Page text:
Analyzing Intel's Deal To Buy McAfee
ROBERT SIEGEL, host:
This is ALL THINGS CONSIDERED from NPR News. I'm Robert Siegel.
And there was big news this week about the insides of your PC or your cell phone or just about anything with a chip inside of it.
Intel, the big chipmaker, is buying McAfee, the big security software company. And the value of the deal is big - $7,680,000,000. What's in it for Intel?
Well, we're going to ask Don Clark in San Francisco, who covers technology there for The Wall Street Journal.
Welcome to the program.
Mr. DON CLARK (The Wall Street Journal): Hi.
SIEGEL: And this is Intel's biggest acquisition, ever. Why are they buying McAfee?
Mr. CLARK: Well, you remember in the PC business, Intel has this great big friend called Microsoft, so Intel chips run the Microsoft software - and that's been a great partnership for Intel. But Intel wants to get into other areas. And in some of these other areas, like cell phones and appliances and things, they don't have a big friend, a big software friend.
So they've been realizing that to get in those areas, they have to play in software. So this deal was part of that strategy. However, it really surprised people because security software is not considered as central as like an operating system. So I don't think people were expecting Intel to go into something so specific and seemingly specialized as this.
SIEGEL: And Intel doesn't have a big record for acquiring different kinds of businesses and expanding into different activities for making semiconductors.
Mr. CLARK: That's right. They did some of that during the Internet bubble, and they spent about $10 billion on a lot sort of midsized acquisitions, and it really didn't work.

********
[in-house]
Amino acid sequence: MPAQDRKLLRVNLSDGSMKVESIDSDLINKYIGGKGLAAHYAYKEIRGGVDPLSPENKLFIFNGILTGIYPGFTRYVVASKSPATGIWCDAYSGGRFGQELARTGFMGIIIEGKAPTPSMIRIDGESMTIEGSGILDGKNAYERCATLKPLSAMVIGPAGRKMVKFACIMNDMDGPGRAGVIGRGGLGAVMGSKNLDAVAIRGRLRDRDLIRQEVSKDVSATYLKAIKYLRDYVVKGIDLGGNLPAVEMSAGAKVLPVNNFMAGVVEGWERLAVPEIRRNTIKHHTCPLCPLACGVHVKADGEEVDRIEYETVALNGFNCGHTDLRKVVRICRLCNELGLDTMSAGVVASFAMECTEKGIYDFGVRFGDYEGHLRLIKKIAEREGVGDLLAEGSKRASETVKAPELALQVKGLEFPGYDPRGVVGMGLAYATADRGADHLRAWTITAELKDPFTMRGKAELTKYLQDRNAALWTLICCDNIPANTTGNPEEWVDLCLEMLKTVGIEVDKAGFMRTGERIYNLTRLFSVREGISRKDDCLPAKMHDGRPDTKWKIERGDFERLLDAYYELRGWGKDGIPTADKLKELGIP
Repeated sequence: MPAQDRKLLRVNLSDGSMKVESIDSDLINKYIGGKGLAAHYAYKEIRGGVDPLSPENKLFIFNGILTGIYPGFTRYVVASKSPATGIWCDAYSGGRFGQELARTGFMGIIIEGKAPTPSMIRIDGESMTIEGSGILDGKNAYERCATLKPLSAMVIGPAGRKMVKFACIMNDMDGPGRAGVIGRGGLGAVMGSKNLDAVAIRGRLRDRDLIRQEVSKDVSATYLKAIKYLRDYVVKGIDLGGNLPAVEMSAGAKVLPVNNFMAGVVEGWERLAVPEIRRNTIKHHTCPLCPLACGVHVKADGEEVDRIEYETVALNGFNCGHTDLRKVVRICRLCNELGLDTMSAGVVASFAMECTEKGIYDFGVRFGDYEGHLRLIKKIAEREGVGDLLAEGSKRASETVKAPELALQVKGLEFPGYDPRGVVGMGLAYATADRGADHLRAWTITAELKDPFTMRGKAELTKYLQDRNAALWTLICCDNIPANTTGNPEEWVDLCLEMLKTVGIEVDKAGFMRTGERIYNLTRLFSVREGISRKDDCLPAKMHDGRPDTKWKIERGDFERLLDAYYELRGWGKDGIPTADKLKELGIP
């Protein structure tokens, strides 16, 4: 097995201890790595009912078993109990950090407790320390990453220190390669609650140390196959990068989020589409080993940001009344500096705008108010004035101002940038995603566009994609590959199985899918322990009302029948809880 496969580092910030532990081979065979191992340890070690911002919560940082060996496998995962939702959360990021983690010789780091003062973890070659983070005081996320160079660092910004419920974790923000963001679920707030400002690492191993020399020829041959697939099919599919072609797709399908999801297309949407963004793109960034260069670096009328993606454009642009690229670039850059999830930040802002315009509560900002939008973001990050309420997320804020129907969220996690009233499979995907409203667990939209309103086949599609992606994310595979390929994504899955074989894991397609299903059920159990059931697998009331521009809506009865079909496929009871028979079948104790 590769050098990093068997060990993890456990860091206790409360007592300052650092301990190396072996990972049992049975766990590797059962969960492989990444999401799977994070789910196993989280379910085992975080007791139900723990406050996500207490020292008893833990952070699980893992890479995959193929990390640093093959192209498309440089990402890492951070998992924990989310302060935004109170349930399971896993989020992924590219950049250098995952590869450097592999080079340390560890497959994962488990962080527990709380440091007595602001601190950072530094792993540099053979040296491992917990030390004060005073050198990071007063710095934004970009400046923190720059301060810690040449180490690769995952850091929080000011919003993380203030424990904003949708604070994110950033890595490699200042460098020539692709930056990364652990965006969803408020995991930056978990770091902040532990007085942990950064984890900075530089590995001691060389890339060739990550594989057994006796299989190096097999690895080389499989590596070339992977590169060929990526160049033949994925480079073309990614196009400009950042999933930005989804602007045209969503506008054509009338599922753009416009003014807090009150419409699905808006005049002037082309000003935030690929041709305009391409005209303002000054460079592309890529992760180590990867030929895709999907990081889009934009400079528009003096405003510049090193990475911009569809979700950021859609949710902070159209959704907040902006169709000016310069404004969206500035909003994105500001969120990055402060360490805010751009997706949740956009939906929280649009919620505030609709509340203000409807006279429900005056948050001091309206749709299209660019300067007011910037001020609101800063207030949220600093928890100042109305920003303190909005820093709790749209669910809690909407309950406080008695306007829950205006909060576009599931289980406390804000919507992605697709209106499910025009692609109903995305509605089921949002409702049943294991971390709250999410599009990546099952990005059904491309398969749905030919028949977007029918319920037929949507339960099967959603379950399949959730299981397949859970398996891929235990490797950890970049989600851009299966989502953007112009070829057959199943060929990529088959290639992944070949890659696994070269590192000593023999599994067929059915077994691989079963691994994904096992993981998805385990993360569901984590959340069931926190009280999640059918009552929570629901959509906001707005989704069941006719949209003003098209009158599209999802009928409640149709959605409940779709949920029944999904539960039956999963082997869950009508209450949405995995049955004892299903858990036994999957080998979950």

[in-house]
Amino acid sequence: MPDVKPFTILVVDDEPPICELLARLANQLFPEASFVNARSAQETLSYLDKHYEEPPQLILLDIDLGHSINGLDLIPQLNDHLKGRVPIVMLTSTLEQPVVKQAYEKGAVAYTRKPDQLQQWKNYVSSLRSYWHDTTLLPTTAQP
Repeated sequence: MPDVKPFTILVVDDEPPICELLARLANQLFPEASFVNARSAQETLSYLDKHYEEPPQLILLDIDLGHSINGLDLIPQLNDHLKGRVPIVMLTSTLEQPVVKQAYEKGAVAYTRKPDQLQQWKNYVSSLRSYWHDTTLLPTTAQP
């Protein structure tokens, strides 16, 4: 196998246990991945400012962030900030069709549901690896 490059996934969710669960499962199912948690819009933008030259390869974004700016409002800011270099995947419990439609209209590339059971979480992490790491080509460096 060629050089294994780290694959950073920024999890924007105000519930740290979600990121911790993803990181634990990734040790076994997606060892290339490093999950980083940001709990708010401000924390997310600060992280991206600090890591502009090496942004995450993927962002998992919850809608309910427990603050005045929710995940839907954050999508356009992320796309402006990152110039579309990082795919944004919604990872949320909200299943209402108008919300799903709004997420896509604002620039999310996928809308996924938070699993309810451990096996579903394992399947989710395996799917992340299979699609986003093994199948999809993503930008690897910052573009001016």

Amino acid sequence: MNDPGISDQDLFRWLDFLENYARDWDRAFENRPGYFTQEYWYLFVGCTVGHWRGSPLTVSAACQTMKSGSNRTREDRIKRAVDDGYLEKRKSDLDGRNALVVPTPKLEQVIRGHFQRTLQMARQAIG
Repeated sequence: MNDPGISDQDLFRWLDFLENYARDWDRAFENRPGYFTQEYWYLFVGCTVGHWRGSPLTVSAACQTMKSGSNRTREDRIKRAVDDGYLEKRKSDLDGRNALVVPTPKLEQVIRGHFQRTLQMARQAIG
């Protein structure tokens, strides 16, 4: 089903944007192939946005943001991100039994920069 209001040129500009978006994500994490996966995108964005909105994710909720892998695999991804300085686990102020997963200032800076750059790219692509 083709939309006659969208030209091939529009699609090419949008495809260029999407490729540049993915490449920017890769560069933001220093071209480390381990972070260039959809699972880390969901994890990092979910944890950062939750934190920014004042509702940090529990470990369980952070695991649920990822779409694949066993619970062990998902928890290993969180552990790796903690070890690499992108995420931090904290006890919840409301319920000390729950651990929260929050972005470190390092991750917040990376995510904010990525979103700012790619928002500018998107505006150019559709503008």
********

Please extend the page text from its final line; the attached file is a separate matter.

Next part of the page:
One of the new elements in their thinking now is instead of trying to fold them into Intel, where they kind of got lost in the past, is to keep them a separate subsidiary with their own management and their own expertise, and kind of let them be a profitable freestanding company, at the same time, serve Intel's strategic goals.
SIEGEL: There is a tremendous amount of talk nowadays about cyber security. Do you think that that accounts for some of the interest that Intel has in McAfee?
Mr. CLARK: Definitely. Basically, what they sort of said was we've decided that it's not just about speed anymore or energy efficiency - the main watchwords for Intel. It's also about security. It's no longer kind of an add-on you can bolt on the outside of the system. You really have to build it in from the start, so one of the big ideas about this deal is to get the expertise of the McAfee folks to help Intel build circuitry into its marked processors that could help the security problem.
SIEGEL: What does this likely mean for consumers, the purchase of McAfee by Intel?
Mr. CLARK: One of the things it could mean is just better security in your products. So people are used to having to download and install anti-virus products and other security products, and that works to some degree.
But it's possible in the future that essentially security could just be better in a lot of these products, like cell phones and Internet-connected TVs where people are not used to installing software. There could be approaches to build software in that would kind of avoid them becoming big targets for attackers.
SIEGEL: But there is some skepticism about this deal. People are saying, you know, people with cell phones complain more about losing the signal, let's say, than about not having good enough security software on the cell phone.
Is there a real demand for this in the market right now?
Mr. CLARK: Well, that's a good question. I think it's one of these things where demand never starts until there's a really big problem. So I don't think that many people have experienced a real security problem on their cell phone yet. But you figure out, you know, with a billion and a half cell phones and they're becoming more computer-like every day and more programmable, that they will become more attractive targets to hackers and attackers. And I have the feeling that it'll just take a couple of major incidents before people start worrying about this.
SIEGEL: Don Clark of The Wall Street Journal in San Francisco.
Thanks for talking with us.
Mr. CLARK: Very good.
NPR transcripts are created on a rush deadline by a contractor for NPR, and accuracy and availability may vary. This text may not be in its final form and may be updated or revised in the future. Please be aware that the authoritative record of NPR's programming is the audio.